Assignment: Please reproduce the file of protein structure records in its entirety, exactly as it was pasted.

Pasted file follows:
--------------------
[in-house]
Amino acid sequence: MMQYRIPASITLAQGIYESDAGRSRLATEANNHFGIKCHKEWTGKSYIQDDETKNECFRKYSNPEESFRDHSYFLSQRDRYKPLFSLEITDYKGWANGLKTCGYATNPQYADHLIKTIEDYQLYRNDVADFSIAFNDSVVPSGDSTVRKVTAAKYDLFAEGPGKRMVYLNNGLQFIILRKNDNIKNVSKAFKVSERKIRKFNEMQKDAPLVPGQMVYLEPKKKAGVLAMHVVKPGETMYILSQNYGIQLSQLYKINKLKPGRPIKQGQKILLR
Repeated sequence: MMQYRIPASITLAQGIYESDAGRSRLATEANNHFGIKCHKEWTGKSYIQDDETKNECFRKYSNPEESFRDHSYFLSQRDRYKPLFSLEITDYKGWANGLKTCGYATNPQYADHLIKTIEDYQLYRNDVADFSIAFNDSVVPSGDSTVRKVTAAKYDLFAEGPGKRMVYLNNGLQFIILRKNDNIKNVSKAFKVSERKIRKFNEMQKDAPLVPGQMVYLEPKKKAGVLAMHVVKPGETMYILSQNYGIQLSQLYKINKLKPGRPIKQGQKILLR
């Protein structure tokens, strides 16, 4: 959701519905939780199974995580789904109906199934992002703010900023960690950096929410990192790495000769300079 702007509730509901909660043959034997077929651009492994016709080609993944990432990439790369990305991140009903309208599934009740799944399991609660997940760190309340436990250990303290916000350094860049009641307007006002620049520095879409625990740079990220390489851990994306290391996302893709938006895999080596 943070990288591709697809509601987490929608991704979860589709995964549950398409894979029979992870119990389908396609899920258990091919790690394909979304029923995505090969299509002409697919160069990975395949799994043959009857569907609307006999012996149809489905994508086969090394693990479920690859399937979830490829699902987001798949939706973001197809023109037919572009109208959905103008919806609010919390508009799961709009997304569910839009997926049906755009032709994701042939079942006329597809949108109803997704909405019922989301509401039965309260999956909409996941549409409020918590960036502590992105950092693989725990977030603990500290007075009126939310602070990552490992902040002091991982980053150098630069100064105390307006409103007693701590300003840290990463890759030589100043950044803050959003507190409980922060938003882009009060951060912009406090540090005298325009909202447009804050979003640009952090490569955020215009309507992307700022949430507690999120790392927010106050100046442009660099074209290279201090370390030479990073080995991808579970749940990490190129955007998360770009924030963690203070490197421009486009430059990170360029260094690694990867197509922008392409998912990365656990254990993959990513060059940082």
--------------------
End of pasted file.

[in-house]
Amino acid sequence: MMQYRIPASITLAQGIYESDAGRSRLATEANNHFGIKCHKEWTGKSYIQDDETKNECFRKYSNPEESFRDHSYFLSQRDRYKPLFSLEITDYKGWANGLKTCGYATNPQYADHLIKTIEDYQLYRNDVADFSIAFNDSVVPSGDSTVRKVTAAKYDLFAEGPGKRMVYLNNGLQFIILRKNDNIKNVSKAFKVSERKIRKFNEMQKDAPLVPGQMVYLEPKKKAGVLAMHVVKPGETMYILSQNYGIQLSQLYKINKLKPGRPIKQGQKILLR
Repeated sequence: MMQYRIPASITLAQGIYESDAGRSRLATEANNHFGIKCHKEWTGKSYIQDDETKNECFRKYSNPEESFRDHSYFLSQRDRYKPLFSLEITDYKGWANGLKTCGYATNPQYADHLIKTIEDYQLYRNDVADFSIAFNDSVVPSGDSTVRKVTAAKYDLFAEGPGKRMVYLNNGLQFIILRKNDNIKNVSKAFKVSERKIRKFNEMQKDAPLVPGQMVYLEPKKKAGVLAMHVVKPGETMYILSQNYGIQLSQLYKINKLKPGRPIKQGQKILLR
């Protein structure tokens, strides 16, 4: 959701519905939780199974995580789904109906199934992002703010900023960690950096929410990192790495000769300079 702007509730509901909660043959034997077929651009492994016709080609993944990432990439790369990305991140009903309208599934009740799944399991609660997940760190309340436990250990303290916000350094860049009641307007006002620049520095879409625990740079990220390489851990994306290391996302893709938006895999080596 943070990288591709697809509601987490929608991704979860589709995964549950398409894979029979992870119990389908396609899920258990091919790690394909979304029923995505090969299509002409697919160069990975395949799994043959009857569907609307006999012996149809489905994508086969090394693990479920690859399937979830490829699902987001798949939706973001197809023109037919572009109208959905103008919806609010919390508009799961709009997304569910839009997926049906755009032709994701042939079942006329597809949108109803997704909405019922989301509401039965309260999956909409996941549409409020918590960036502590992105950092693989725990977030603990500290007075009126939310602070990552490992902040002091991982980053150098630069100064105390307006409103007693701590300003840290990463890759030589100043950044803050959003507190409980922060938003882009009060951060912009406090540090005298325009909202447009804050979003640009952090490569955020215009309507992307700022949430507690999120790392927010106050100046442009660099074209290279201090370390030479990073080995991808579970749940990490190129955007998360770009924030963690203070490197421009486009430059990170360029260094690694990867197509922008392409998912990365656990254990993959990513060059940082």